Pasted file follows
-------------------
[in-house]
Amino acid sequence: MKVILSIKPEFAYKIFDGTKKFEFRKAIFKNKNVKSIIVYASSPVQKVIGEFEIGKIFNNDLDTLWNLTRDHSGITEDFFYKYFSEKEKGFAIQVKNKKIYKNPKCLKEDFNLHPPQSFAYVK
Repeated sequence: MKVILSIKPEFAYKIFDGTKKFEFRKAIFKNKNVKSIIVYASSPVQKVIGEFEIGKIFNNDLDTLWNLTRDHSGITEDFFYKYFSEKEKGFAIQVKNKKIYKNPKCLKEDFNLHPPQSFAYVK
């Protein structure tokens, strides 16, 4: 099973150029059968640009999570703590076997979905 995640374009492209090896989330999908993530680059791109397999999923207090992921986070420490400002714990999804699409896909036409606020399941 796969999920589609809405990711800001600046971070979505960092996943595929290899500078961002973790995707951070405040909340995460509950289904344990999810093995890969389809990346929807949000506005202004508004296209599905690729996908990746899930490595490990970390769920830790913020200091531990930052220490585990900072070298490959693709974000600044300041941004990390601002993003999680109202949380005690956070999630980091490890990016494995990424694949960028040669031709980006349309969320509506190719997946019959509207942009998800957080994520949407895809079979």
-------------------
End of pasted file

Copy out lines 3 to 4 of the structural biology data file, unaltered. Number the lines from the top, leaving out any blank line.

Repeated sequence: MKVILSIKPEFAYKIFDGTKKFEFRKAIFKNKNVKSIIVYASSPVQKVIGEFEIGKIFNNDLDTLWNLTRDHSGITEDFFYKYFSEKEKGFAIQVKNKKIYKNPKCLKEDFNLHPPQSFAYVK
């Protein structure tokens, strides 16, 4: 099973150029059968640009999570703590076997979905 995640374009492209090896989330999908993530680059791109397999999923207090992921986070420490400002714990999804699409896909036409606020399941 796969999920589609809405990711800001600046971070979505960092996943595929290899500078961002973790995707951070405040909340995460509950289904344990999810093995890969389809990346929807949000506005202004508004296209599905690729996908990746899930490595490990970390769920830790913020200091531990930052220490585990900072070298490959693709974000600044300041941004990390601002993003999680109202949380005690956070999630980091490890990016494995990424694949960028040669031709980006349309969320509506190719997946019959509207942009998800957080994520949407895809079979």